Off to one side of Crown Mountain Park (CMP) lies one of the best-known BMX race tracks in Colorado.
In 2019, that track looks to become even better, as more cycling features are in the works.
Bike motocross, or BMX, began in the 1970s, but came to prominence in the ’80s.
A few years ago, a group of dedicated local parents decided to build their own BMX track for their kids and it has become quite a hit around the corridor and the state. With a renewed sense of purpose, fresh faces at Crown Mountain are looking to expand upon what is already in place.
“There are new designs being created right now,” says Nate Grinzinger, the Parks and Recreation manager of CMP.
He envisions that CMP could become the epicenter of bike culture in the Roaring Fork Valley. “We love the concept of adding a connecting bridge from the Rio Grande Trail to Crown Mountain,” he says.
The track manager for the last three seasons, Jared McDermott. seconded this notion.
“The idea is to build a platform where everyone can enjoy a truly integrated bike park,” McDermott says.
Additions to the CMP BMX track would include a balance bike zone, a dirt jump park and competitive pump track. (A pump track is a type of off-road terrain for cycle sport consisting of a circuit of banked turns and features designed to be ridden completely by riders “pumping” — creating momentum by up-and-down body movements. This is currently a hot trend in biking.)
A private donation from Willits resident Jessica Phillips helped kick-start the BMX renovations. She and her husband, international road bike-racing champion Tejay van Garderen, contributed $5,000 for conceptual-plan renderings to be completed — possibly as early as next week.
After visiting the Belmont Bike Park in Boulder, Phillips and van Garderen felt that the open space near the BMX park at Crown Mountain would be an ideal location to build a progressive trail park. The idea is to have a range of bike trails that incrementally increase the skill required to complete them — hence developing kids from beginners to lifelong bicycle experts.
Grinzinger used the donated money to hire Progressive Trail Designs (PTD), based out of Arkansas, for the drafting conceptual-plan renderings. PTD Is already well established in the Roaring Fork Valley. They have built in Snowmass Village (Cozyline, Deadline, Airline), the Grandstaff Trail in Glenwood Springs and trails around Hunter Creek.
In September 2018, PTD did a site visit to Crown Mountain Park. They surveyed the available terrain, discussed concepts and began to better understand what the current BMX park was capable of becoming.
According to PTD planning director Jason Stouder, concept art has been underway for the first phase of new construction, however, PTD did not feel comfortable releasing designs just yet.
With the exception of a small portion of taxes going towards the maintenance of the BMX track, almost all of it was built by private donations of materials and labor.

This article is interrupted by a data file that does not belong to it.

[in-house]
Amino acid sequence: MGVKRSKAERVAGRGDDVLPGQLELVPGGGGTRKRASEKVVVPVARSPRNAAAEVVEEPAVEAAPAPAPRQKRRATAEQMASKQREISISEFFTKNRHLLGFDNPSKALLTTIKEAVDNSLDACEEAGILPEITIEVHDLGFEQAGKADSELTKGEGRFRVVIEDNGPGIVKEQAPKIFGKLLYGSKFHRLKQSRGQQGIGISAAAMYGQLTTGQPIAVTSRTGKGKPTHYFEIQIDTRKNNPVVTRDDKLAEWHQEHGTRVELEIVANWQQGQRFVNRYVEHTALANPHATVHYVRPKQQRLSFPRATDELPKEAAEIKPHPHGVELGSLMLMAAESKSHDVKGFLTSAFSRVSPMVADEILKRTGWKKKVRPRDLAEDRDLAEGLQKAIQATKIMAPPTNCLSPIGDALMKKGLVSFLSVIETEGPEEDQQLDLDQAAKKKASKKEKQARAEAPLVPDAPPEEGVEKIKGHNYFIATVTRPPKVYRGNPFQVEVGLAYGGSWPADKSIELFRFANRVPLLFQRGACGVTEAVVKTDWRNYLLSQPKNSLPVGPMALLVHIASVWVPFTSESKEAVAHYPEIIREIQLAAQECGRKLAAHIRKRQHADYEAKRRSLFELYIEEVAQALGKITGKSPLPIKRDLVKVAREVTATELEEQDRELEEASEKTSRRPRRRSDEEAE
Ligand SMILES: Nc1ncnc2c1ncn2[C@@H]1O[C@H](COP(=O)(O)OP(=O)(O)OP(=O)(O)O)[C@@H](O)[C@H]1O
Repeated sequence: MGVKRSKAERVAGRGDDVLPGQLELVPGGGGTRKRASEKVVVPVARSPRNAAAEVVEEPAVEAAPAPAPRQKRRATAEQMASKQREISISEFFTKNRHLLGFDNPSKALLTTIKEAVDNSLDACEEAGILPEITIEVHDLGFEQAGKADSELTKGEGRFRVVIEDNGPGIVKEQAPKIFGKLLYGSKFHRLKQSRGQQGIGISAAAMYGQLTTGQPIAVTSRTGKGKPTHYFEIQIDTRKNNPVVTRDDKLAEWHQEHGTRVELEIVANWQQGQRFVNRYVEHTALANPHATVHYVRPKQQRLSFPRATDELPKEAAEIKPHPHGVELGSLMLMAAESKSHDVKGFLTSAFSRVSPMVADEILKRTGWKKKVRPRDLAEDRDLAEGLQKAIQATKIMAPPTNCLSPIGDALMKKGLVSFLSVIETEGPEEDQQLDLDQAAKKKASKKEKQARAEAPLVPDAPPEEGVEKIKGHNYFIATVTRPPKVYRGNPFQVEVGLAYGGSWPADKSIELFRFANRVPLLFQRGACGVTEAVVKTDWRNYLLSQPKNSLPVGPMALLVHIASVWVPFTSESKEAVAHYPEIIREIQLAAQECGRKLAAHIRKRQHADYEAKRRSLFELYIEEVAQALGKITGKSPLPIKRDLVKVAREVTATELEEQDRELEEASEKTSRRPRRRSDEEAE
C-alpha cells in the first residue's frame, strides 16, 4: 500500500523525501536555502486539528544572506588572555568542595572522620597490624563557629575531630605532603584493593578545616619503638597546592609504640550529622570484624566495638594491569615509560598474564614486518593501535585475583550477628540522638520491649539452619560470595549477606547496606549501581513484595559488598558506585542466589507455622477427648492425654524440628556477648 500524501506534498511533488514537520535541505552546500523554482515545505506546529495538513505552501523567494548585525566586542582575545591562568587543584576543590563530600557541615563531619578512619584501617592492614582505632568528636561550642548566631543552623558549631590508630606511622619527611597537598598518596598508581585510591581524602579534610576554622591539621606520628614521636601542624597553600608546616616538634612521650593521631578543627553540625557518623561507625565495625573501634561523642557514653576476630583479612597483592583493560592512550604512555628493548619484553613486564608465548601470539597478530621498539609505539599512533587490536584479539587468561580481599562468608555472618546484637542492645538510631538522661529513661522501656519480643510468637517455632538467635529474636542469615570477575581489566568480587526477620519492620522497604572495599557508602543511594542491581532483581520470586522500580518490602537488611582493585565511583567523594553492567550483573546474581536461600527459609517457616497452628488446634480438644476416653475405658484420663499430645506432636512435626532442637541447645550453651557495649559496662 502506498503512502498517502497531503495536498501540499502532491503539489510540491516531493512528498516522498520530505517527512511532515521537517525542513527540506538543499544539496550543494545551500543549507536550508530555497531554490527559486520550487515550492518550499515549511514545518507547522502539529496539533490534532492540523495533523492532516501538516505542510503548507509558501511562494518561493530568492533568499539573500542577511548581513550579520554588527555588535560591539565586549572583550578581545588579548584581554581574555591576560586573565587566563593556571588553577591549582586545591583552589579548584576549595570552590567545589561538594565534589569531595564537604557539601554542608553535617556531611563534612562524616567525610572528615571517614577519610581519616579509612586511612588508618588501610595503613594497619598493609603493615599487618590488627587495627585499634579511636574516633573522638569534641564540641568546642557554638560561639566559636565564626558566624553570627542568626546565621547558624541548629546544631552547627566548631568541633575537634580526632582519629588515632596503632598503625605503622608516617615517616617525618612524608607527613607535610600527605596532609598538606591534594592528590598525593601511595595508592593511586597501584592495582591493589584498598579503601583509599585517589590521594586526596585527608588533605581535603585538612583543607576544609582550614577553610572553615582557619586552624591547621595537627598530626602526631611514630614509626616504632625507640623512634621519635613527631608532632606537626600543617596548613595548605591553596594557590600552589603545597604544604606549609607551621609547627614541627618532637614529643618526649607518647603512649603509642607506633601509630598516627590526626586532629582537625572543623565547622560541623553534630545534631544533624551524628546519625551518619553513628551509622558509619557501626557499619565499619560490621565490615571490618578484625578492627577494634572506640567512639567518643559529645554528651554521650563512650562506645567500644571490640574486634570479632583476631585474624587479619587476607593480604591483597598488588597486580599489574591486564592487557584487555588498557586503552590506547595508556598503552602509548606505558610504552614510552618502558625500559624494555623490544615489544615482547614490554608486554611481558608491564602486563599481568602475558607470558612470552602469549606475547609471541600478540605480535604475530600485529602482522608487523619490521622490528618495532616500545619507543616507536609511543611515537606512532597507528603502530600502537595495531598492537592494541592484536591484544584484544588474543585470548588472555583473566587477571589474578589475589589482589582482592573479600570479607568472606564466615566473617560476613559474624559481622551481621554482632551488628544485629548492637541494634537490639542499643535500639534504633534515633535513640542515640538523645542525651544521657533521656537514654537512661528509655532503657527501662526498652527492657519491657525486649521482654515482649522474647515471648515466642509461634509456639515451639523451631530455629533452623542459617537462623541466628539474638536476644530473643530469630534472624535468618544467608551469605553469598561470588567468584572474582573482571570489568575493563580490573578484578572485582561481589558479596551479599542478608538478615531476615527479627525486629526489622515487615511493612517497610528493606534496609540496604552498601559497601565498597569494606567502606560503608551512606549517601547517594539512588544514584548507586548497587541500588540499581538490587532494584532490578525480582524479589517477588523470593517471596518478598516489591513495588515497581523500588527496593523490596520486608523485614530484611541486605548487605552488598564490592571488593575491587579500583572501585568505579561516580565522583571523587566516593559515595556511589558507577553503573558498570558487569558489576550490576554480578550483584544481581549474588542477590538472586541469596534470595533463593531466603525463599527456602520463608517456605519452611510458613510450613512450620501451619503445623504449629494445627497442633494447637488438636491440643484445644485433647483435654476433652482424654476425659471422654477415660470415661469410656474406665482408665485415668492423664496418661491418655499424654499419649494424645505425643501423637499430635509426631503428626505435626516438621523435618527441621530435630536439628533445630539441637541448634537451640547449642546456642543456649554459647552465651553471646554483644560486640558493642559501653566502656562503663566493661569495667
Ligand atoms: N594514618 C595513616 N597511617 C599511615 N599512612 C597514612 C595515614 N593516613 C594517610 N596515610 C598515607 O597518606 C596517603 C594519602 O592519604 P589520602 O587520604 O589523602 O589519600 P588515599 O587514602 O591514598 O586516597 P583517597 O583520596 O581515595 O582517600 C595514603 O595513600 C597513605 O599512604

John Blatz of Clearwater Construction Management, Inc., was instrumental in putting together all of the pieces for the original creation of the BMX track.
“It was the most fun I’ve had working on a project in the Roaring Fork Valley in my 25 years here,” Blatz says.
According to Blatz, the original BMX track started with an idea that a group of working parents brainstormed when they would take their kids to race in Grand Junction.
Blatz, along with Travis Hughes of Hughes Construction, and Travis Stewart at Casey Concrete, rolled up their sleeves and got to work. Once Chris Woods, the former director of Crown Mountain, approved of the land use in early 2012, Hughes Construction started screening all of the dirt that was later used for construction of the BMX park.
Donating materials and labor was in the spirit of Hughes Construction founder, Clem Hughes. Although Clem wasn’t alive during the BMX park project, Blatz feels it would be fitting to hang a plaque saying “Anything for the kids” in Hughes’ honor.
Once the materials and manpower were in place, Nick Soho at Mozian Designs imagined the track and legendary BMX track builder, Lance Maguire from USA BMX, was brought in to physically build it.
After $15,000 was raised initially, it took about $100,000-150,000 in donated labor to achieve the final goal. Since then, it has evolved over the past four years, with additions such as turf and fencing.
“We conceived and delivered the baby, but it was Rebecca who raised it,” says Blatz, referring to current Crown Mountain Executive Director Rebecca Wagner, who has kept the quality of the track up and costs low.
With many racers competing on the track, installing cost-saving measures, such as a concrete ramp leading into the jumps, soil tac and a layer of limestone underneath, helps to keep maintenance expenses low. Wagner points out that there is a community of more than 100 BMX racers in the Mid-Valley. She says parents’ desires about wanting a set of progressive trails have been heard.
Currently, the BMX park is looking for donations of dirt for building jumps. The current track builder, Eric Bress, has been busily resurfacing the track in preparation for paving the track turns in Spring 2019.